What has remained constant for the teams is the process of going from pure concept to a tangible product.
“It definitely lives up to its name as being challenging,” said 1st Lt. Anthony Callaham of Kirtland Air Force Base’s team “The Best Drones (TBD).” “It’s been mostly a learning experience.”
Callaham said his team had to decide what kind of vehicle to use, figure out how to put it together, learn how to make some functions autonomous while keeping control of others, all while integrating the various components to work together and, of course, test the solution.
“In creating this project, we found there’s a lot of challenges to it, especially because none of us really have a background in autonomous control or airplanes in general,” Callaham said. “So, we’ve had to learn a lot about the actual systems that go into them and make a lot of engineering decisions to make this system work.”
Teams consist of six to eight junior personnel from diverse educational and cultural backgrounds across Air Force Materiel Command. While some are engineers, others have acquisition or other backgrounds and the challenge allows team members to expand their knowledge of what it takes to get a product from concept to mission ready, said Rasmussen.
“Nothing is as simple as it seems [but also], things don’t have to be any more difficult than you make them,” said Christopher Perez of Team Hanscom. “I’ve done a ton of research into aerodynamics – what makes something fly, why is a good design a good design – and then back that up with some math. Maybe do a little Matlab or a computer aided design and then some airflow analysis. So, it’s been really cool being able to get into some of those programs that I never would have experienced on the program side of the house.”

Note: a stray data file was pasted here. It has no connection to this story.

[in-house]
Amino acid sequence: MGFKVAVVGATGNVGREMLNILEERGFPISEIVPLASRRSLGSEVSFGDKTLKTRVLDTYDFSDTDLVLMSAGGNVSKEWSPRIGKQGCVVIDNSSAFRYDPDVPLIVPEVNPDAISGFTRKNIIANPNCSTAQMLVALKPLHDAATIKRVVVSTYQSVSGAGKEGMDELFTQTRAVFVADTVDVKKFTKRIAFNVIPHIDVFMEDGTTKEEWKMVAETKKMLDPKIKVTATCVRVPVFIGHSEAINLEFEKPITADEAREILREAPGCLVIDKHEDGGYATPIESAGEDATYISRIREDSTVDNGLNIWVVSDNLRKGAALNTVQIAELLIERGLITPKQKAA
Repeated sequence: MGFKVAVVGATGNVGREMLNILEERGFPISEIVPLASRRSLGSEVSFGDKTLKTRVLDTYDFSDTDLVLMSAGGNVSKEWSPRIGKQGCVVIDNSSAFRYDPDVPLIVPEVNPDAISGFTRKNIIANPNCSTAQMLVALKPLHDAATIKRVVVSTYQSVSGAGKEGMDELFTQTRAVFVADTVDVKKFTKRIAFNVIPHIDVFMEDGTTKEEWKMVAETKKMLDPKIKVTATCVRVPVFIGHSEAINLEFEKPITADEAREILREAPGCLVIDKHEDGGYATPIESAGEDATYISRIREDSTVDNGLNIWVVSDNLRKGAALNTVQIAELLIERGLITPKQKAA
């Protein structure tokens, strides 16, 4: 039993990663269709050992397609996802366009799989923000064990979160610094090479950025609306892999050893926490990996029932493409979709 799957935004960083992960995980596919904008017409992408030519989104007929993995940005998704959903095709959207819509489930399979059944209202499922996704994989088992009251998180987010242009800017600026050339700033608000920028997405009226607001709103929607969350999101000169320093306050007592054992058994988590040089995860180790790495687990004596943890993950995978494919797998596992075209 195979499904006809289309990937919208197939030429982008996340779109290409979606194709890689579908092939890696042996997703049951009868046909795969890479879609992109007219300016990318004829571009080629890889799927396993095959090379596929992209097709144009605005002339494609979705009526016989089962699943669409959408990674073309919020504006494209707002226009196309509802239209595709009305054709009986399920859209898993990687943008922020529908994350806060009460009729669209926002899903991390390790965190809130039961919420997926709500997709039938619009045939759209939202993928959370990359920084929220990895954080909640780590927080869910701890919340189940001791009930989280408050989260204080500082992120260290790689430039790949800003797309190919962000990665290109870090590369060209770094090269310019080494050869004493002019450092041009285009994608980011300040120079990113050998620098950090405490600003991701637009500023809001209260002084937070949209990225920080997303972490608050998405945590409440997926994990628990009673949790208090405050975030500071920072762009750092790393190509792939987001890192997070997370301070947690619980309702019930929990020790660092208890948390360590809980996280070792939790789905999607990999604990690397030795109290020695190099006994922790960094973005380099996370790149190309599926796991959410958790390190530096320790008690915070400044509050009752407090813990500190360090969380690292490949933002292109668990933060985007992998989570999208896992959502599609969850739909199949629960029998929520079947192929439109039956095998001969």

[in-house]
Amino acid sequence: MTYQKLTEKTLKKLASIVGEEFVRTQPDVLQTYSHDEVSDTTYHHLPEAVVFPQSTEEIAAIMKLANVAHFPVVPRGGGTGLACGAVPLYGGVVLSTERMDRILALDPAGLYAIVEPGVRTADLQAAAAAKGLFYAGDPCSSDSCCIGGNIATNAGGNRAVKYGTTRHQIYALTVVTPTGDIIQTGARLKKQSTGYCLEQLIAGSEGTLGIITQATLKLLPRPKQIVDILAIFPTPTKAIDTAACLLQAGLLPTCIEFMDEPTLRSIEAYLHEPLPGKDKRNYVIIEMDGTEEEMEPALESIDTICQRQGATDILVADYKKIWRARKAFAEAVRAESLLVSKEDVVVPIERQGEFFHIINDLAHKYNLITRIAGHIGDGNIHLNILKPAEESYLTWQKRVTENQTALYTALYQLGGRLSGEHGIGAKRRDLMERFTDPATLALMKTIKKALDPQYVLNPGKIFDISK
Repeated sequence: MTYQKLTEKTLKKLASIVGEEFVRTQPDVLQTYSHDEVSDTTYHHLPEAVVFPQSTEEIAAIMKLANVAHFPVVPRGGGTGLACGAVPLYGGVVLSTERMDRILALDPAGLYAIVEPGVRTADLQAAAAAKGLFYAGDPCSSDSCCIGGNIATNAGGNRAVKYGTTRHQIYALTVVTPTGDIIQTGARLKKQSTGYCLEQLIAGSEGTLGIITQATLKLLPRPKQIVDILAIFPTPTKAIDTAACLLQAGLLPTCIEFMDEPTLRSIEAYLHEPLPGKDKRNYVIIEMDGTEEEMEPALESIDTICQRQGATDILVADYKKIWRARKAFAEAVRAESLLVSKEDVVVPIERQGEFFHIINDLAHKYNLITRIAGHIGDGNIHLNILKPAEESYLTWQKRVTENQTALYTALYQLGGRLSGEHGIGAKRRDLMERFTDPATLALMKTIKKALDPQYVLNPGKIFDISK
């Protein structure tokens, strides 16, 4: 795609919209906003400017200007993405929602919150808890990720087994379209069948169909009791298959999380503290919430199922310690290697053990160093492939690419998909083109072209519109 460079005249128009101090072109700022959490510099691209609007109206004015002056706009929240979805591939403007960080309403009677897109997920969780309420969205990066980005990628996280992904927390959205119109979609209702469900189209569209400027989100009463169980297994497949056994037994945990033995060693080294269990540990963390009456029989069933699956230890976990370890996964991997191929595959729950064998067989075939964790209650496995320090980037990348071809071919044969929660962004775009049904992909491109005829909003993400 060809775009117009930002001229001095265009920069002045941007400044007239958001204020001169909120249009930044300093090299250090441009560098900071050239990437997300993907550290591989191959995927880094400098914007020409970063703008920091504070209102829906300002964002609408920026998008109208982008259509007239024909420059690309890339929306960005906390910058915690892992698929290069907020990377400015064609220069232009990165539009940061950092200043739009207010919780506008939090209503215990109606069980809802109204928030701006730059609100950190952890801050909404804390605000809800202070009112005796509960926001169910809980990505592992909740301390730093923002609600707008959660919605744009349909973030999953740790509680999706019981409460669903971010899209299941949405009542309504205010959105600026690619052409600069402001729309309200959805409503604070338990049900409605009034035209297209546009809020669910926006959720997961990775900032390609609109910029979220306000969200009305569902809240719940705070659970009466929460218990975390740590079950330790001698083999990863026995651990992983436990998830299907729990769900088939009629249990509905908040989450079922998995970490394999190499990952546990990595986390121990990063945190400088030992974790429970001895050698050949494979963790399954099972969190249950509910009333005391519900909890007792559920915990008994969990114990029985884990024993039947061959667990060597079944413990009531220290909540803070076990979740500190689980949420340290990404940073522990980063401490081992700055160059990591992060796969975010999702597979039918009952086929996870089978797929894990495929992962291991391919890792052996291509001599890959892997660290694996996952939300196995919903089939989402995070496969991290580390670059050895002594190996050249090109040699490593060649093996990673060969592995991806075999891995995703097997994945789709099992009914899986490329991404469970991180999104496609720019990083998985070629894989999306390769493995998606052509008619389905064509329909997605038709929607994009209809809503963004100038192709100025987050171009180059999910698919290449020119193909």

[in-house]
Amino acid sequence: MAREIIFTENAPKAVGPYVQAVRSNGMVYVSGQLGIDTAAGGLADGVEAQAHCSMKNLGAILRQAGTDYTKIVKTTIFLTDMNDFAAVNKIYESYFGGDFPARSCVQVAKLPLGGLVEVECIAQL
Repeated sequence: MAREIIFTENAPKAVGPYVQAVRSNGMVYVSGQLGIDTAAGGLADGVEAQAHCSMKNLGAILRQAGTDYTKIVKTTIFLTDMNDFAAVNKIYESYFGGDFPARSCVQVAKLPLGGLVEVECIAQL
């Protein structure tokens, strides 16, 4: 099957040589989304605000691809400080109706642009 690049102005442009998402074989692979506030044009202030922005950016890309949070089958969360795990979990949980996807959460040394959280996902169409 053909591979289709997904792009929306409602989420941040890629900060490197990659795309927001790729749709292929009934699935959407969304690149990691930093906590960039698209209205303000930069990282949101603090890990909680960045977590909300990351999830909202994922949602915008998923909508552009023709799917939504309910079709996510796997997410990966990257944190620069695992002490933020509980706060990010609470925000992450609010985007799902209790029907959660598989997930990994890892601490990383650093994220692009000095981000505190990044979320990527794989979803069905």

The challenge, now in its 10th iteration, is designed to stress the teams in order turn the energy and bright ideas of the junior workforce into workable solutions, with the best concepts possibly finding their way into new or existing Air Force projects.
“This is really an opportunity for [the teams] to learn and grow,” AFRL Commander Maj. Gen. Cooley said at the challenge’s kick off last August. “It’s also an opportunity, as we have seen in prior Commander’s Challenges, to actually do something that matters. We have several examples from past Commander’s Challenges that have actually been deployed and have gone on to become solution sets for some of these hard problems.”
Whether or not the Air Force will obtain a new capability founded in the challenge is yet to be seen, but the lessons of the competition are already being recognized.
“I would say for our team, one of our biggest advantages is our diversity – the fact that we’re not all engineers and we’re not all program managers,” said Skipper Chappelka, a contract specialist with Team Dependables from Eglin Air Force Base. “We have a wide array of people with different skill sets that they bring to the team to really balance this out, and a lot of knowledge and experience when it comes to a lot of different aspects.”
AFRL conducts three challenges a year: the Commander’s Challenge; the Military Academy Challenge, vying teams from the Navy, Army and Air Force service academies; and the University Challenge, a competition between 10 selected universities.